Moto Guzzi Stelvio
Does Italy’s Gs-rival still have what it takes?
What we said then:
“Moto Guzzi have never made a secret of aiming the Stelvio squarely at the mighty BMW R1200GS and thanks to a slew of changes, the Italian and German machines are closer than ever, to the point where there’s only a pound price difference between the two (in the Guzzi’s favour).
“But the Stelvio 1200 8V has ABS, heated grips and satnav as standard, making it superb value, and an ace up its sleeve, in the shape of a 32-litre fuel tank. The nips and tucks have made the Stelvio a brilliant all-rounder. For cruising and scenery-spotting, the throaty engine has lots of grunt and it’s supremely comfortable.” MCN launch report | April 21, 2011
But what’s it like now?
The Stelvio, Moto Guzzi’s Gs-style adventure bike, has always been the best incarnation of the Italian firm’s big transverse V-twin and I’m reminded exactly why within yards of leaving Balderston, the Peterborough dealer selling this clean, 18,000-mile, NTX version.
The original Stelvio, named after an Italian Alpine pass, was first launched with 76bhp in 2008 but this was quickly improved to 105 with new cams, injection etc in 2009 – and it’s that model we’re riding today. What’s more, as a higher spec NTX variant, with hard cases and other adventure goodies, this example is also about as wellequipped as they come.
And while the big, heavy Guzzi V-twin seems overly old fashioned now when powering a roadster such as the Guzzi’s now defunct Griso, in this tall, meaty, long-legged, adventure bike configuration it actually works impressively well. Comfort and equipment are decent, cycle parts including Brembo brakes, are as good as any and give pleasing handling and that 105bhp, plus bags of characterful grunt, are more than adequate. Overall, the Stelvio may not be quite as lithe and high-tech as BMW’S latest version but in most other ways this is very much the Italian GS.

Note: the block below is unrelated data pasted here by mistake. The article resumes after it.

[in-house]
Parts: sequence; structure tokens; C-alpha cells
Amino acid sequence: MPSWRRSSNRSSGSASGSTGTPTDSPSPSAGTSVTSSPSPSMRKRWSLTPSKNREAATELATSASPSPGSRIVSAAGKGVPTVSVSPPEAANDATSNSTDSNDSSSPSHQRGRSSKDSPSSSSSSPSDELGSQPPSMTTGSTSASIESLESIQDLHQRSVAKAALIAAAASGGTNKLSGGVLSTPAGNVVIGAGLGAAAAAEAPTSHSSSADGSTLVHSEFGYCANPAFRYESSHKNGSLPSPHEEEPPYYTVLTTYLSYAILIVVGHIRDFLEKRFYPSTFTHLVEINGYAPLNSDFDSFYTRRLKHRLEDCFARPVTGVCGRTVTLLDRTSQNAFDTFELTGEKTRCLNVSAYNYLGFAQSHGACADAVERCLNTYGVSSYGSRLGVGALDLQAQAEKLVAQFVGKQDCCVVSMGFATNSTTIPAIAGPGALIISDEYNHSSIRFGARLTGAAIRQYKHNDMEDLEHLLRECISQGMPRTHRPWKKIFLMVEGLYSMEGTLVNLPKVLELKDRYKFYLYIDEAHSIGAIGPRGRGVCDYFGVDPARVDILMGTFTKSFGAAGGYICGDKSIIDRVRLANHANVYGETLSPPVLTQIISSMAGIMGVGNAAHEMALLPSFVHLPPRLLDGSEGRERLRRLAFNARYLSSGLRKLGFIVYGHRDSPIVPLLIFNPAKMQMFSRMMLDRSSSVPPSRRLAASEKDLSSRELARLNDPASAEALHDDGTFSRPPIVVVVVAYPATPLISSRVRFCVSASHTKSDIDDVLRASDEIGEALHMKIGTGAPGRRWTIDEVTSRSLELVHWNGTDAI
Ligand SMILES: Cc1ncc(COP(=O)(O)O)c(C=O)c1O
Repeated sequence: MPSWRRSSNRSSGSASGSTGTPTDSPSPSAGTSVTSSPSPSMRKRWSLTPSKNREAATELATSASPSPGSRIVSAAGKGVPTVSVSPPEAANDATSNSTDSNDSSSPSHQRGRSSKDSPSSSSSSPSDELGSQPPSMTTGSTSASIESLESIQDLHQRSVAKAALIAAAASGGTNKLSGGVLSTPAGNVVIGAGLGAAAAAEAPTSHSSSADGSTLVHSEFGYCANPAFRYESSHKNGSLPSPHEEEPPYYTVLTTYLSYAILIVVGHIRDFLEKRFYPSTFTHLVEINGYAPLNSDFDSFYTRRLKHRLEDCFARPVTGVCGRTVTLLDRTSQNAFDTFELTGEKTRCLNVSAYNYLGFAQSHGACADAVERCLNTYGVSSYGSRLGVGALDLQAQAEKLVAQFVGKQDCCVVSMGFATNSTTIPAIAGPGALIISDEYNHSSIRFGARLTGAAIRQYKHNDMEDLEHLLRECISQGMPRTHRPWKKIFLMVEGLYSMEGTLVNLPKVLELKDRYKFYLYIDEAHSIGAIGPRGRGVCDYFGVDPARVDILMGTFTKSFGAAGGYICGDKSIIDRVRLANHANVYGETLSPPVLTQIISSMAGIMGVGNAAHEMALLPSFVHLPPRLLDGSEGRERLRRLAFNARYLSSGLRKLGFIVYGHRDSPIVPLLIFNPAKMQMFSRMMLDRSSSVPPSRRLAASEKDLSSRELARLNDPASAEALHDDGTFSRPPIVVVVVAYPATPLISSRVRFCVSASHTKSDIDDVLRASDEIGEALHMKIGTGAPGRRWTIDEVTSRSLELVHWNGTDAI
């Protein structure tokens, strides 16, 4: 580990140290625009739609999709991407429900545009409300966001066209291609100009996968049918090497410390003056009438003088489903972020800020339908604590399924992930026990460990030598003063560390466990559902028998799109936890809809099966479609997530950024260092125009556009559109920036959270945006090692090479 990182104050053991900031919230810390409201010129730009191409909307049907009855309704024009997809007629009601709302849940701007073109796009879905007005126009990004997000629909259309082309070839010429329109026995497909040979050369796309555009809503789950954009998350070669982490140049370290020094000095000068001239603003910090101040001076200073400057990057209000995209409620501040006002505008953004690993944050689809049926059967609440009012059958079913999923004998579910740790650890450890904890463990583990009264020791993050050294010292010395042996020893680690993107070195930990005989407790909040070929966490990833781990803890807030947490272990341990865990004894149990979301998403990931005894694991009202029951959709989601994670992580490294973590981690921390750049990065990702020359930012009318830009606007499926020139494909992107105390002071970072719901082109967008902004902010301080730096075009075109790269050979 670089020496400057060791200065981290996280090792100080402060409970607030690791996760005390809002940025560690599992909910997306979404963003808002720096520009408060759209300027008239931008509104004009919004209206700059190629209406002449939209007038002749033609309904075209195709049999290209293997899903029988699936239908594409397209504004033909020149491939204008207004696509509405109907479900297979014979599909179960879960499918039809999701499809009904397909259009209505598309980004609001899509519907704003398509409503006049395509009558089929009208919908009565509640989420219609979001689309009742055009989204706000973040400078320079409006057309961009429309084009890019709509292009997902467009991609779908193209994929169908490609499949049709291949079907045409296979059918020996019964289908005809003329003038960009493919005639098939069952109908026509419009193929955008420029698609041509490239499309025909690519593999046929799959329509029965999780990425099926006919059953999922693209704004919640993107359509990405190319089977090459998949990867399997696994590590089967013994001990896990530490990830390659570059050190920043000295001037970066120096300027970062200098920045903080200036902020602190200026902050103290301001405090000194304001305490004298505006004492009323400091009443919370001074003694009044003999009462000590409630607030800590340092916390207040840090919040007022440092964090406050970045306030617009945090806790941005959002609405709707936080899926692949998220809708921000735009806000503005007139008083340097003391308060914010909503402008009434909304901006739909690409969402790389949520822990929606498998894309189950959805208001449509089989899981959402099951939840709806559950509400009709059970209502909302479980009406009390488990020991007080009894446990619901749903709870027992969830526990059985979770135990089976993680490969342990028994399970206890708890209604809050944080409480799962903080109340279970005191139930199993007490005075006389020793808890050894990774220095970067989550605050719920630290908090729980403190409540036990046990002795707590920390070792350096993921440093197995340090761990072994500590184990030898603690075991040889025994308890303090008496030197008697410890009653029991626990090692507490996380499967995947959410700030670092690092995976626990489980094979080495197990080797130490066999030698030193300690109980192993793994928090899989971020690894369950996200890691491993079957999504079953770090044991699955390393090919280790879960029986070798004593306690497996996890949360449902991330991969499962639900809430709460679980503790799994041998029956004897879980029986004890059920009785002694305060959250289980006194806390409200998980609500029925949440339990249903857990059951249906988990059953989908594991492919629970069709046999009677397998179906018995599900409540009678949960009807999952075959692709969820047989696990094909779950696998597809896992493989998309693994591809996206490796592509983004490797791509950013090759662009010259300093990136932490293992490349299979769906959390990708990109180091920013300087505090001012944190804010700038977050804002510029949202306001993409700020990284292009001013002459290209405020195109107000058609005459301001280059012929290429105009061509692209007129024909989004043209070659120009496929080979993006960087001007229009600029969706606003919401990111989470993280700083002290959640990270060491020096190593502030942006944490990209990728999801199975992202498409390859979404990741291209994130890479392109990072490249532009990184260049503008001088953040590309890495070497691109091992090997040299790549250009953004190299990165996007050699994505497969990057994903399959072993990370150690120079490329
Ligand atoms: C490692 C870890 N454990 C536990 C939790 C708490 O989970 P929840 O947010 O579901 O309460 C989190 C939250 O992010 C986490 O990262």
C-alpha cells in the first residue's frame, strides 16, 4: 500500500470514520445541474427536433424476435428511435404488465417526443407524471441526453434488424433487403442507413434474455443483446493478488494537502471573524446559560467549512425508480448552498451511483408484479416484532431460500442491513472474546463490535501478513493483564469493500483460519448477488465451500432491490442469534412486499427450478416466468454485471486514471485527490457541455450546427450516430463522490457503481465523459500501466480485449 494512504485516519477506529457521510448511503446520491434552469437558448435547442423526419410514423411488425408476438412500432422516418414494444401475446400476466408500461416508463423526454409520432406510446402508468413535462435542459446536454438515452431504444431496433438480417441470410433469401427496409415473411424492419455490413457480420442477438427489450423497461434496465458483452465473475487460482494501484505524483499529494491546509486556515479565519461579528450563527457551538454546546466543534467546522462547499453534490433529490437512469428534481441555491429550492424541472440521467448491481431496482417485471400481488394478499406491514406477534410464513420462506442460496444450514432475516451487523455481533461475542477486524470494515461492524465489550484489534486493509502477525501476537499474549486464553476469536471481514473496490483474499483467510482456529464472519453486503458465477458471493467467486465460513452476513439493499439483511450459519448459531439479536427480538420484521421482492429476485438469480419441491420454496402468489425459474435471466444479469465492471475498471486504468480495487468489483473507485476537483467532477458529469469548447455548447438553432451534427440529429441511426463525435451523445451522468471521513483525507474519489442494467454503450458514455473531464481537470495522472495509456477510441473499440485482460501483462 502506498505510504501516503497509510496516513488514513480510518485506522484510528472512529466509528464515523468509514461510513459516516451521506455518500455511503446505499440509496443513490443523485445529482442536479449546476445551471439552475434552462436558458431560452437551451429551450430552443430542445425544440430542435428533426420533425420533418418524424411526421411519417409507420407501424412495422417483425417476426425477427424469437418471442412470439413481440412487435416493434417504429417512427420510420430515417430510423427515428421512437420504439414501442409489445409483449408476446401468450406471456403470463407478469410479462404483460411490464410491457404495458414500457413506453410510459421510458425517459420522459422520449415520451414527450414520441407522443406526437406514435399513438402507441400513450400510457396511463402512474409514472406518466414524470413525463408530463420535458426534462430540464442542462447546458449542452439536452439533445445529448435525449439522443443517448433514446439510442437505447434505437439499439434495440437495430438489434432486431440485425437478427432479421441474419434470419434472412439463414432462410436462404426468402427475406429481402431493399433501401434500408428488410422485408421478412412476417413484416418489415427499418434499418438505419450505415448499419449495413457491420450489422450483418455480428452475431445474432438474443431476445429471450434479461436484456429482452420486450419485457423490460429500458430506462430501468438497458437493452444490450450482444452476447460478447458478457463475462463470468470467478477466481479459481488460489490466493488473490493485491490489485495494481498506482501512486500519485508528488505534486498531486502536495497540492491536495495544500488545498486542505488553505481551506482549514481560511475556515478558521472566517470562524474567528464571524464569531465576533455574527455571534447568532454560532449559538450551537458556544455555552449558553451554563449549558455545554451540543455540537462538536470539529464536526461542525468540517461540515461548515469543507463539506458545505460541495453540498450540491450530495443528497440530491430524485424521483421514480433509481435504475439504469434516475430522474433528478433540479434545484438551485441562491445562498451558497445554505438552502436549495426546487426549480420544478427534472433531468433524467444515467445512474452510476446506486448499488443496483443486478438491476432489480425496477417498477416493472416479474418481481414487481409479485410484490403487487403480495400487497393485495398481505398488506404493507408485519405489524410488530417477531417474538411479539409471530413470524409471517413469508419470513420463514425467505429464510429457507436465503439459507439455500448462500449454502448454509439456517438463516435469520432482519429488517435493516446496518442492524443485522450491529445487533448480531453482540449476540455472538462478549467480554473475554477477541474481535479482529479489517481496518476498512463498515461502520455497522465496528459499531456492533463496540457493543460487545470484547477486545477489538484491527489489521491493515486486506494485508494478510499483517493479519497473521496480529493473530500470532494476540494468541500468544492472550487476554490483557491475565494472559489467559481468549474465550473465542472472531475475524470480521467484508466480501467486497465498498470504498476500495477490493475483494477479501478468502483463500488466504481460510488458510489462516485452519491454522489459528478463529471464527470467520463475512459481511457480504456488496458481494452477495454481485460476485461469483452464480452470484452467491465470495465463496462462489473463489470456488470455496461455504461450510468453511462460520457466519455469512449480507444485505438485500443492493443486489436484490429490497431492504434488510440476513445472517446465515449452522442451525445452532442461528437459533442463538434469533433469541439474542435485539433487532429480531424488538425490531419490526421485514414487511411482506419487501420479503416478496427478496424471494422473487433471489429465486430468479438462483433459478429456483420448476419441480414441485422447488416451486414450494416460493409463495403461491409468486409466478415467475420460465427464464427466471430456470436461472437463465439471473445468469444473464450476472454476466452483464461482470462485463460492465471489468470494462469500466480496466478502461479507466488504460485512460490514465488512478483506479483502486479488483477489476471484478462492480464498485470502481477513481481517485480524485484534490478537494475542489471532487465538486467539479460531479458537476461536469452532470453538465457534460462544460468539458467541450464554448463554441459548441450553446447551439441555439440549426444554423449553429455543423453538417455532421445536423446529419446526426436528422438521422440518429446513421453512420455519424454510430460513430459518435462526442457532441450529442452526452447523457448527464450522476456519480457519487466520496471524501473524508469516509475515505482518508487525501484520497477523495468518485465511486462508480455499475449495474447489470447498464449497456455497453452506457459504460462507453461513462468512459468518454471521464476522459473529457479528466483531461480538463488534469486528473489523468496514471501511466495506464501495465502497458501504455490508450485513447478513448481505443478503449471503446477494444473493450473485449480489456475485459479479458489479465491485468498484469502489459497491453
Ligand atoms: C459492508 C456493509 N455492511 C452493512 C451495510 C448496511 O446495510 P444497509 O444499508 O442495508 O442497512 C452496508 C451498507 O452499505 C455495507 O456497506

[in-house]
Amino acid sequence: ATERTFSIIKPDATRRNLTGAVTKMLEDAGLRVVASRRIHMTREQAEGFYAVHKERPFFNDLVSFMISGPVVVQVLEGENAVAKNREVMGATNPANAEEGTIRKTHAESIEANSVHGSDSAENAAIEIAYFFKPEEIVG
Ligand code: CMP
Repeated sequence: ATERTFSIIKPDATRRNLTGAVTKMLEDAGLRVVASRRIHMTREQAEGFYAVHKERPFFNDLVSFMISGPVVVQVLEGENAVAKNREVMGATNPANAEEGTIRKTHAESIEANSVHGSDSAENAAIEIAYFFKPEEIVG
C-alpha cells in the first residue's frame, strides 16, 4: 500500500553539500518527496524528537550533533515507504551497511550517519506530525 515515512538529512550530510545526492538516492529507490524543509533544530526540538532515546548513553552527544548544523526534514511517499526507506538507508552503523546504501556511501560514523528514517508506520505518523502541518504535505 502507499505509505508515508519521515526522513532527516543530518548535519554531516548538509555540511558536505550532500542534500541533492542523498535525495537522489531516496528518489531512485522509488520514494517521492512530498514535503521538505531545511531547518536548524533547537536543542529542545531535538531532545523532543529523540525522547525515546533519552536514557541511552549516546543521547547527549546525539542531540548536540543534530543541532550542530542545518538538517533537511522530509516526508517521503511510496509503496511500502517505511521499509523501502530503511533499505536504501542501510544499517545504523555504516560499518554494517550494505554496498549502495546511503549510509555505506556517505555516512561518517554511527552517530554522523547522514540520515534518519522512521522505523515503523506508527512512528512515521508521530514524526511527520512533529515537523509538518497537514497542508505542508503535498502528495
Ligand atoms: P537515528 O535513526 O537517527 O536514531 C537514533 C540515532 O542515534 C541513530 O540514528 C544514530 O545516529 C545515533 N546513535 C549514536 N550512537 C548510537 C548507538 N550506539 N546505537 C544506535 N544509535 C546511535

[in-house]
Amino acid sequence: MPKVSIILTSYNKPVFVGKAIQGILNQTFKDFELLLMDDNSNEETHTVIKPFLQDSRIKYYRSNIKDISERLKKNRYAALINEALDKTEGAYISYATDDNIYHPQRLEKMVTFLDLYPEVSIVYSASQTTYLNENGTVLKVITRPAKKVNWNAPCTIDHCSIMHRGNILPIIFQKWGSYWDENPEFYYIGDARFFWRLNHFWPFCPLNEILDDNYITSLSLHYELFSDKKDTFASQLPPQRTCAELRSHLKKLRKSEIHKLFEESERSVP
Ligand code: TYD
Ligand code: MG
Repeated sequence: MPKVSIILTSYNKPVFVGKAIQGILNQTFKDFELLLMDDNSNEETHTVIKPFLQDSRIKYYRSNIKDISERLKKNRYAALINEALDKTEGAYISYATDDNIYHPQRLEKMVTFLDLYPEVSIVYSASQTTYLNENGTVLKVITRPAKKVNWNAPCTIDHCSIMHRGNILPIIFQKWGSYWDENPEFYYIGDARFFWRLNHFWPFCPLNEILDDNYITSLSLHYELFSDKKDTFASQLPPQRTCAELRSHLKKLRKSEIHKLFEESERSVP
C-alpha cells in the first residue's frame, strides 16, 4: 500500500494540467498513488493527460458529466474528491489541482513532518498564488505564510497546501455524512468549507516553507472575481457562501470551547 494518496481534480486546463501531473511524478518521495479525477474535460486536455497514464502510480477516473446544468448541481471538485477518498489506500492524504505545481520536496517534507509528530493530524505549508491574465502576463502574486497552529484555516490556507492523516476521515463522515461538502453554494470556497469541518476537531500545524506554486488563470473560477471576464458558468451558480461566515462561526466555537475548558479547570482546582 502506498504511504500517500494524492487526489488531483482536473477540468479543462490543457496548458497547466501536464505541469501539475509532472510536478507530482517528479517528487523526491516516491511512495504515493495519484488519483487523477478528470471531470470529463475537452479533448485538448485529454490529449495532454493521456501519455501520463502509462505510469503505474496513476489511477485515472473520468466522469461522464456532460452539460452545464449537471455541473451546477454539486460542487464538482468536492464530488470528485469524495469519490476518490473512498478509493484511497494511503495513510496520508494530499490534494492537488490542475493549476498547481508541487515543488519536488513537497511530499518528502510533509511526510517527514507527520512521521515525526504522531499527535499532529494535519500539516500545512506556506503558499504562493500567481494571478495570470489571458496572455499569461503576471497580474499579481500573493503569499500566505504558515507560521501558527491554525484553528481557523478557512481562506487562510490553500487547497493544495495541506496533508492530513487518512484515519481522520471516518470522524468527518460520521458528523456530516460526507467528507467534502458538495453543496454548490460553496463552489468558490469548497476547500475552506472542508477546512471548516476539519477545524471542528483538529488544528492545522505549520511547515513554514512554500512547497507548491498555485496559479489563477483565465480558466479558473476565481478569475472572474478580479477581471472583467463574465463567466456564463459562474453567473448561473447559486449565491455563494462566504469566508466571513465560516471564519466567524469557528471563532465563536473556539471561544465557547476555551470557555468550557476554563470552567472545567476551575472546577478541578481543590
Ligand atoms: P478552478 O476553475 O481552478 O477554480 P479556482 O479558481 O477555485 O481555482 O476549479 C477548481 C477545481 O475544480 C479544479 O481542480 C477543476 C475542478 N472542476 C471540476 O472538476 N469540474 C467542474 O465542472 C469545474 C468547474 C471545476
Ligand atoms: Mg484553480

Any common faults?
The big Guzzi is a robust, rustic tractor among motorcycles and not much goes wrong with them as long as they’re looked after cosmetically and mechanically. This one is a twoowner machine with an impeccable service history and comes with two keys and all books, so there’s little to worry about there. Cosmetically it’s equally good. There are lots of quality touches such as the dual texture seat, span-adjustable levers and more and it’s clean and, bar the tiniest signs of corrosion, immaculate.
Adventure bikes benefit more than most from quality accessories, something that remains one of the BMW GS’S strongest selling points, and the Stelvio is no exception. This one benefits from a Givi tall screen, attractive aluminium panniers and rack, useful crash bars fitted with riding lights, hand guards and more than a few neat cosmetic add-ons, all of which give this Stelvio a classy air to go with its rugged usefulness.
The appeal of big adventure bikes needs no reminder but Guzzi’s Stelvio is often overlooked when, in reality, it has much of the practicality and stature of the best-selling BMW GS but with extra exclusivity, a touch of added Italian style and, with this one under £5000 yet still virtually as new, plenty of added value as well. Sadly, Euro4 has now finally killed off Guzzi’s old-school big twins so if the Stelvio appeals – and it should – good, low mileage, fully-loaded ones such as this are going to become increasingly thin on the ground. In short, if you want a value big adventure bike that stands out, it’s worth a look.
Corrosion As with most bikes check for any evidence of discolouration or rust especially on machines that have been ridden through winter.
Don’t want to be a GS clone? Try the Guzzi